Indiana lawmakers sparked controversy last week when they proposed a forced ultrasound bill that would go even further than similar measures in states across the country: it would require women to undergo two potentially invasive ultrasounds, both before and after taking the RU-486 abortion pill. State lawmakers are now walking that back, conceding that the legislation doesn’t need to stipulate a second ultrasound — but the first ultrasound requirement remains in place as the full Senate prepares to vote on the legislation on Tuesday.
Indiana senators approved the revision by a unanimous voice vote. The state lawmakers acknowledged that medical professionals themselves should be able to make the decisions about what type of tests are best for their patients, and requiring doctors to perform a second ultrasound is an unnecessary overreach. But even though the exact same logic also applies to the bill’s first forced ultrasound requirement, Republicans weren’t willing to engage in the political fight to drop the anti-choice provision altogether:
Sen. Ron Alting, R-Lafayette, sponsored the move to drop the second ultrasound and replace it with a requirement that doctors perform “appropriate testing.” Alting said that would give doctors the option of performing blood or urine tests on their patients.
“I think that physicians know a little bit more about that particular area than legislators,” Alting said.
But when asked why his amendment didn’t remove the requirement for a pre-drug administration ultrasound, Alting said: “I just know that I didn’t have the votes for that to happen.”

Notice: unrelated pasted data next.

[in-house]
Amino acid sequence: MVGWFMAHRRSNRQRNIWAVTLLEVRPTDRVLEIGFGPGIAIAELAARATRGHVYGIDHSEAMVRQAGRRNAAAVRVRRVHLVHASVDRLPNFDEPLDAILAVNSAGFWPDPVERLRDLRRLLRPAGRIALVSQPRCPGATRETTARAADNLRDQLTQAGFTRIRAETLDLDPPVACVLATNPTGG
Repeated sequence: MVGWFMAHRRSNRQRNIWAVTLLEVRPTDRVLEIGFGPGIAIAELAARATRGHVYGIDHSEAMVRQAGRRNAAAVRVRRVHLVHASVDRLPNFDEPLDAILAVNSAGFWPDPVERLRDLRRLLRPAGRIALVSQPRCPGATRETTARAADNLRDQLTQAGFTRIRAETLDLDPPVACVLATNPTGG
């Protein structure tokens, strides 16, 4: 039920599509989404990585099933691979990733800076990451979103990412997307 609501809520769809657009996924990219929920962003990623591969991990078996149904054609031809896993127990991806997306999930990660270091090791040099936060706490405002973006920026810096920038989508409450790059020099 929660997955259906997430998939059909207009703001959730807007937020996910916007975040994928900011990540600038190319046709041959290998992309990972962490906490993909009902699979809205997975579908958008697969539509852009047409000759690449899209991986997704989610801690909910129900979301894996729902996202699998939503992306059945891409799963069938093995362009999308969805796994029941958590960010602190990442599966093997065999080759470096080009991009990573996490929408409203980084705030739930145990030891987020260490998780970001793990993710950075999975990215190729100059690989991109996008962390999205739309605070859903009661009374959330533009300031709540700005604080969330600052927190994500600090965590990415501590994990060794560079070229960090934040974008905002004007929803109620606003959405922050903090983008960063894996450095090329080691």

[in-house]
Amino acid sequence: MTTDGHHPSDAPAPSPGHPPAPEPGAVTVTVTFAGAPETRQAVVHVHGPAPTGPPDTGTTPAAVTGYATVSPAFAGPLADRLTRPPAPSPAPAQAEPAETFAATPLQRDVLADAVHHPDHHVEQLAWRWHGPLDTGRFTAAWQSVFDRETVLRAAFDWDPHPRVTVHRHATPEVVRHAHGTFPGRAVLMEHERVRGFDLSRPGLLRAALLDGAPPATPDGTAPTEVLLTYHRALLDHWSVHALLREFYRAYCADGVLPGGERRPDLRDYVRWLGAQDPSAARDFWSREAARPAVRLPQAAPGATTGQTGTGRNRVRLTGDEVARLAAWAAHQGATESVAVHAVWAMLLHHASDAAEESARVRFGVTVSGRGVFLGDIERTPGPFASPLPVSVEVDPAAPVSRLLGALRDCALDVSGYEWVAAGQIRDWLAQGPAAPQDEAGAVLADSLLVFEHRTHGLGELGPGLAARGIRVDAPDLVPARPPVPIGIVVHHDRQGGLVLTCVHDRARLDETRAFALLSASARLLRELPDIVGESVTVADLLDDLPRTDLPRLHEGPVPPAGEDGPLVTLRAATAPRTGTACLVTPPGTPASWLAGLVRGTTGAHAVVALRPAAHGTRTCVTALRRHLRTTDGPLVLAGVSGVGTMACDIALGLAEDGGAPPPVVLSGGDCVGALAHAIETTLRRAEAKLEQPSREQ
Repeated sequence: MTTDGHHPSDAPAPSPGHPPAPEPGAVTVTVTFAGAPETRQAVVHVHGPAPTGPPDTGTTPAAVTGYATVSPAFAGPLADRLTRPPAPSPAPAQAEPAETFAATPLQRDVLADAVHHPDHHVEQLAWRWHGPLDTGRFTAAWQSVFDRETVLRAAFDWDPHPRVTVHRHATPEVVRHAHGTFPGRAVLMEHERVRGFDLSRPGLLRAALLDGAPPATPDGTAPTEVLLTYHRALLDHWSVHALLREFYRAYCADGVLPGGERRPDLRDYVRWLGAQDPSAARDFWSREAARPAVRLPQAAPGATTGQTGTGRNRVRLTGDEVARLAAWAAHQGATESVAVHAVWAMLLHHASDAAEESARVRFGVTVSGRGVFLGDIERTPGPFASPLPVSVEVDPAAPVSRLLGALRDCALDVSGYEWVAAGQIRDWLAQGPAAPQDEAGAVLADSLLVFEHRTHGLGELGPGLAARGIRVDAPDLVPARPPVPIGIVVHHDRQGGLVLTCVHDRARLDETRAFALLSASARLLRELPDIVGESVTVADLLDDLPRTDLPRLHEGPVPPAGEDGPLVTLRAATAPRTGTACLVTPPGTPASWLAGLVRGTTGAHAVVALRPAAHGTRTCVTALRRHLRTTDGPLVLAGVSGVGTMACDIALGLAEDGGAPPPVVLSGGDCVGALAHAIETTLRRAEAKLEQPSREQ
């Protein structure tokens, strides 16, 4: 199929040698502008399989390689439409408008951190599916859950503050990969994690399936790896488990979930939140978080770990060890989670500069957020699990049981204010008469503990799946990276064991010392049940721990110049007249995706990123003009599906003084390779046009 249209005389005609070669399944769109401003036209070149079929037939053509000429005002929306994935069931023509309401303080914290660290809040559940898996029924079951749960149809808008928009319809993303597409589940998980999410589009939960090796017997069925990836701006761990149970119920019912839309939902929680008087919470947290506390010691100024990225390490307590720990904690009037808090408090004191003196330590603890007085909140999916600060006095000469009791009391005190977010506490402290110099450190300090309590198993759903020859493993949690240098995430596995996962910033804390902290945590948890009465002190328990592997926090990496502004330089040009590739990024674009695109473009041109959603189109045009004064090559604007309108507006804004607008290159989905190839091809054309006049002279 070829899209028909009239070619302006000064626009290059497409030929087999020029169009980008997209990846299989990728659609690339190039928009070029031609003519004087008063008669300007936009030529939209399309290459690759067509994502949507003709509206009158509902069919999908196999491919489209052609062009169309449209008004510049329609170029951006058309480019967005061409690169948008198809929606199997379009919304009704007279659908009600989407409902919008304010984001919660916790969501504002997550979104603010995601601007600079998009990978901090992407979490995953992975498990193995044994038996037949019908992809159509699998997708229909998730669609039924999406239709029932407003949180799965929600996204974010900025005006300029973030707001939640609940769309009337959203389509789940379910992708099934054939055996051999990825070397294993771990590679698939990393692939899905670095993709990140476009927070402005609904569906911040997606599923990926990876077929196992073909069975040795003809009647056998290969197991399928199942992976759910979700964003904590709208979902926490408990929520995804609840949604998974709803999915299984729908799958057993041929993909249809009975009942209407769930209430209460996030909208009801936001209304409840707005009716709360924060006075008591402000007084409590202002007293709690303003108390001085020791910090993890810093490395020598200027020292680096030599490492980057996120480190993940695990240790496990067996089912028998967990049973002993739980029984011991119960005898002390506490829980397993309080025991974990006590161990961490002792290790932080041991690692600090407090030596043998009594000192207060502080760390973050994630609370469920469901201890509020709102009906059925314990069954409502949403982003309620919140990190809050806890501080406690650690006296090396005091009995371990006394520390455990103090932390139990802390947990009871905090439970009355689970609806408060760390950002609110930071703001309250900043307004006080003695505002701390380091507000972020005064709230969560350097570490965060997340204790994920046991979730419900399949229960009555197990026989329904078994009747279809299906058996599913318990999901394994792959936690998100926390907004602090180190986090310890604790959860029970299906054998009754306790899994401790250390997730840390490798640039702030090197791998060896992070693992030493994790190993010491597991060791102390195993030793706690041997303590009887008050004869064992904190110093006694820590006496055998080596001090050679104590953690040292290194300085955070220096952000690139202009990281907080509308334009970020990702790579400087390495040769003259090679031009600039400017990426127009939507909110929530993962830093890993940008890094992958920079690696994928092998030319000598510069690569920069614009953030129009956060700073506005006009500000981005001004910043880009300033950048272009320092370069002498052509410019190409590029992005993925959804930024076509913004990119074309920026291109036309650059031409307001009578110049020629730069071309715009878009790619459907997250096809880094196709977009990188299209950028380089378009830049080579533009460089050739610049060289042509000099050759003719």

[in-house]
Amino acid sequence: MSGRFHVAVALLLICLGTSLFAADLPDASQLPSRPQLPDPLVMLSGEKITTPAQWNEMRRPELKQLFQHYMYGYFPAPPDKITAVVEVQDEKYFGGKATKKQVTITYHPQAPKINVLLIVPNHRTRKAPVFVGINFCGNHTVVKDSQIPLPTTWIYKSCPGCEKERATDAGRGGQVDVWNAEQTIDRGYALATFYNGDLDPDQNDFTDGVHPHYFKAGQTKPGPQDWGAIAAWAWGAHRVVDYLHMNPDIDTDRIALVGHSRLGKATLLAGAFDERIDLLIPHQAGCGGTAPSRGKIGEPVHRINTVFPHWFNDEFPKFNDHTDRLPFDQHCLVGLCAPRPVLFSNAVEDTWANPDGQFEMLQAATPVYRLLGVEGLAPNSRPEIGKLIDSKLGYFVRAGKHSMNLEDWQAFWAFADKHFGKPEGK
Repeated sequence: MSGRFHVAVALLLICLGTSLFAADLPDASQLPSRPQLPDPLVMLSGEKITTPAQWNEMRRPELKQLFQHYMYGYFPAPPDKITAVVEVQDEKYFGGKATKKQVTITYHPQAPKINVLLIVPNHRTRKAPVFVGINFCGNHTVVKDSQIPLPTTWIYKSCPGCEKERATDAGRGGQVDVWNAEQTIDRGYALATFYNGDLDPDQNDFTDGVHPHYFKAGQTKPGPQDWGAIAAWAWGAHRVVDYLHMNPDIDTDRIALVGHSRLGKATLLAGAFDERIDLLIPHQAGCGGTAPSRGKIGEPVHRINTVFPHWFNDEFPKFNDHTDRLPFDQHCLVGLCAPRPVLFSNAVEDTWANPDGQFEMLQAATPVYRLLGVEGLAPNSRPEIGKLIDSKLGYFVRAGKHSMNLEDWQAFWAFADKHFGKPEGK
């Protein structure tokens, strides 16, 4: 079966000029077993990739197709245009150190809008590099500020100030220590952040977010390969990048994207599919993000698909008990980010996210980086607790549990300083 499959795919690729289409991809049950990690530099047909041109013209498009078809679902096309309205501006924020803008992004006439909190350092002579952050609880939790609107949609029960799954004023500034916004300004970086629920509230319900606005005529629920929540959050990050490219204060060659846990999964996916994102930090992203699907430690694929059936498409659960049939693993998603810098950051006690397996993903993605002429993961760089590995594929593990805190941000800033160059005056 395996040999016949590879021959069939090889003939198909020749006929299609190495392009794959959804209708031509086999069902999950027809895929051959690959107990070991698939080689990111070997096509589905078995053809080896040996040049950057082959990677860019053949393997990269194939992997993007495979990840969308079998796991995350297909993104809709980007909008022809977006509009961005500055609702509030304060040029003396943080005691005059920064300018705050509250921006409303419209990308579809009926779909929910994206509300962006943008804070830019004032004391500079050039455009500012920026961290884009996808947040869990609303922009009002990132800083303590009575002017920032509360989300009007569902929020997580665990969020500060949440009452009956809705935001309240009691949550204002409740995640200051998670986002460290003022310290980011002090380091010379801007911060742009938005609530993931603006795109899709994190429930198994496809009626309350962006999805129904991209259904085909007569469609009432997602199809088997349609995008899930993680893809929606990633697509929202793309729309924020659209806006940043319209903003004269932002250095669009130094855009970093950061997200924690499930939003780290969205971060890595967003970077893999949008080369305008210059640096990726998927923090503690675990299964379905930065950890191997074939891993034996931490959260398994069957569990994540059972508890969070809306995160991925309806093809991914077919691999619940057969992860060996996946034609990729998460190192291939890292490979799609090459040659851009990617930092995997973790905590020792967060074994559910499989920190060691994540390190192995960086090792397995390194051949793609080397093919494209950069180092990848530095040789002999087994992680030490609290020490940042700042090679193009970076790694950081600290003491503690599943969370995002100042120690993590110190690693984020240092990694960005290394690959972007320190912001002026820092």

The full bill’s sponsor, state Sen. Travis Holdman (R), didn’t object to removing the requirement for the second ultrasound. Still, he stood firm in his belief that the same type of political interference into women’s medical decisions is “essential” before the administration of the abortion pill.
Holdman also brushed aside concerns that requiring women to undergo an ultrasound before taking the abortion pill would necessitate an invasive transvaginal probe — according to the GOP state senator, women’s health advocates’ concerns about mandated transvaginal ultrasounds are simply “a lot of hype.” But, even when legislation like Holdman’s doesn’t specifically stipulate a transvaginal ultrasound requirement, that certainly doesn’t mean the issue isn’t relevant.
Across the country, GOP-sponsored legislation indirectly mandates invasive probes for women seeking abortion — since abdominal ultrasounds aren’t effective in the early stages of pregnancy, women who live in a state with a forced ultrasound law must opt for the more invasive transvaginal procedure if they want to have an abortion before about 12 weeks of pregnancy. If Indiana Republicans don’t want to come between a woman and her doctor, they may want to reconsider requiring an unwanted medical procedure that is much more about manipulating a woman to change her mind about having an abortion than it is about safeguarding a woman’s health.